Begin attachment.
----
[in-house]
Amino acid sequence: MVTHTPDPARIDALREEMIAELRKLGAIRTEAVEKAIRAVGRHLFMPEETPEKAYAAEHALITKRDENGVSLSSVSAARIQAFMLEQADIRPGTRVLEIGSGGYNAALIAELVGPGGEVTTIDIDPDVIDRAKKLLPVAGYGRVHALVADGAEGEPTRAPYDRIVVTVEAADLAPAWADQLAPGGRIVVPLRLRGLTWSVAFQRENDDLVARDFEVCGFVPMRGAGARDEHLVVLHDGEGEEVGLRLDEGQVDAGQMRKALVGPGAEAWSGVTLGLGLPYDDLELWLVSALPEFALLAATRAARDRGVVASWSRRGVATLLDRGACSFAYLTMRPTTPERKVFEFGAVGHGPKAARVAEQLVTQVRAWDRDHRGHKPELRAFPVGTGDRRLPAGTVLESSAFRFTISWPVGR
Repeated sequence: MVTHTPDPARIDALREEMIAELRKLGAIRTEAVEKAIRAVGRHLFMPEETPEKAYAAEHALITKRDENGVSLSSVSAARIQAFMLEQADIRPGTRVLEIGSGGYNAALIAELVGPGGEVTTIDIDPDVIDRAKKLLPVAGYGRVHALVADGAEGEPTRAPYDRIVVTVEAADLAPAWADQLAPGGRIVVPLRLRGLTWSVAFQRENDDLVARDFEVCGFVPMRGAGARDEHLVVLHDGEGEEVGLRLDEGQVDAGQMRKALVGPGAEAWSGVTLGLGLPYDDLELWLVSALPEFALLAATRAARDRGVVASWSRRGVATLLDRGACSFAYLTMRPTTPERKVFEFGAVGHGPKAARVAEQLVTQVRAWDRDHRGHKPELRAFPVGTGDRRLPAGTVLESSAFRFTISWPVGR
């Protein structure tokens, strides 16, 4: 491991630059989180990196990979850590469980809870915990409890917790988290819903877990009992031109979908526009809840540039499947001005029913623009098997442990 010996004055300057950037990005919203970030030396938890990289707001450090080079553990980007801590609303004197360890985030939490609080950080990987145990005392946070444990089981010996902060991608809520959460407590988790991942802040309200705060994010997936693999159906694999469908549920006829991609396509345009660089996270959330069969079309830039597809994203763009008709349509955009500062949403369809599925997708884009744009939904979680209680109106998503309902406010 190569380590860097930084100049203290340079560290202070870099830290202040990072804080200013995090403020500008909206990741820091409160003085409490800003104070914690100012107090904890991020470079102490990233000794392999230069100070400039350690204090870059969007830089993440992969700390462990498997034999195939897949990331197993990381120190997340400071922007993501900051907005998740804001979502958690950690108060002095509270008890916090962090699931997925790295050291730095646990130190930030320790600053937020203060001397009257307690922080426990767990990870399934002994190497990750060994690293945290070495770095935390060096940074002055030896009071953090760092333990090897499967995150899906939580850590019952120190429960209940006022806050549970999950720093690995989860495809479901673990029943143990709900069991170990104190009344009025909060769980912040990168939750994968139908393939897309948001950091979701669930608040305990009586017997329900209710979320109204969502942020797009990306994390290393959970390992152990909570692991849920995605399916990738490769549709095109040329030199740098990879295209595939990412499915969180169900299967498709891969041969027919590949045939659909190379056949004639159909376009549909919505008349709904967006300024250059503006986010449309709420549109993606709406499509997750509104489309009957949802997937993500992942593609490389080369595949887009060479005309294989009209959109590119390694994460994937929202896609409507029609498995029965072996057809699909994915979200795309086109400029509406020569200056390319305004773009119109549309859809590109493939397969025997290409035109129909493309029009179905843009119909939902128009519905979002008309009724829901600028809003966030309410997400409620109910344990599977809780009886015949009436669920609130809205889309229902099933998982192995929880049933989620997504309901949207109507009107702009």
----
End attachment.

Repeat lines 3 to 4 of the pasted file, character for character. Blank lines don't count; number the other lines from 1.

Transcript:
Repeated sequence: MVTHTPDPARIDALREEMIAELRKLGAIRTEAVEKAIRAVGRHLFMPEETPEKAYAAEHALITKRDENGVSLSSVSAARIQAFMLEQADIRPGTRVLEIGSGGYNAALIAELVGPGGEVTTIDIDPDVIDRAKKLLPVAGYGRVHALVADGAEGEPTRAPYDRIVVTVEAADLAPAWADQLAPGGRIVVPLRLRGLTWSVAFQRENDDLVARDFEVCGFVPMRGAGARDEHLVVLHDGEGEEVGLRLDEGQVDAGQMRKALVGPGAEAWSGVTLGLGLPYDDLELWLVSALPEFALLAATRAARDRGVVASWSRRGVATLLDRGACSFAYLTMRPTTPERKVFEFGAVGHGPKAARVAEQLVTQVRAWDRDHRGHKPELRAFPVGTGDRRLPAGTVLESSAFRFTISWPVGR
């Protein structure tokens, strides 16, 4: 491991630059989180990196990979850590469980809870915990409890917790988290819903877990009992031109979908526009809840540039499947001005029913623009098997442990 010996004055300057950037990005919203970030030396938890990289707001450090080079553990980007801590609303004197360890985030939490609080950080990987145990005392946070444990089981010996902060991608809520959460407590988790991942802040309200705060994010997936693999159906694999469908549920006829991609396509345009660089996270959330069969079309830039597809994203763009008709349509955009500062949403369809599925997708884009744009939904979680209680109106998503309902406010 190569380590860097930084100049203290340079560290202070870099830290202040990072804080200013995090403020500008909206990741820091409160003085409490800003104070914690100012107090904890991020470079102490990233000794392999230069100070400039350690204090870059969007830089993440992969700390462990498997034999195939897949990331197993990381120190997340400071922007993501900051907005998740804001979502958690950690108060002095509270008890916090962090699931997925790295050291730095646990130190930030320790600053937020203060001397009257307690922080426990767990990870399934002994190497990750060994690293945290070495770095935390060096940074002055030896009071953090760092333990090897499967995150899906939580850590019952120190429960209940006022806050549970999950720093690995989860495809479901673990029943143990709900069991170990104190009344009025909060769980912040990168939750994968139908393939897309948001950091979701669930608040305990009586017997329900209710979320109204969502942020797009990306994390290393959970390992152990909570692991849920995605399916990738490769549709095109040329030199740098990879295209595939990412499915969180169900299967498709891969041969027919590949045939659909190379056949004639159909376009549909919505008349709904967006300024250059503006986010449309709420549109993606709406499509997750509104489309009957949802997937993500992942593609490389080369595949887009060479005309294989009209959109590119390694994460994937929202896609409507029609498995029965072996057809699909994915979200795309086109400029509406020569200056390319305004773009119109549309859809590109493939397969025997290409035109129909493309029009179905843009119909939902128009519905979002008309009724829901600028809003966030309410997400409620109910344990599977809780009886015949009436669920609130809205889309229902099933998982192995929880049933989620997504309901949207109507009107702009």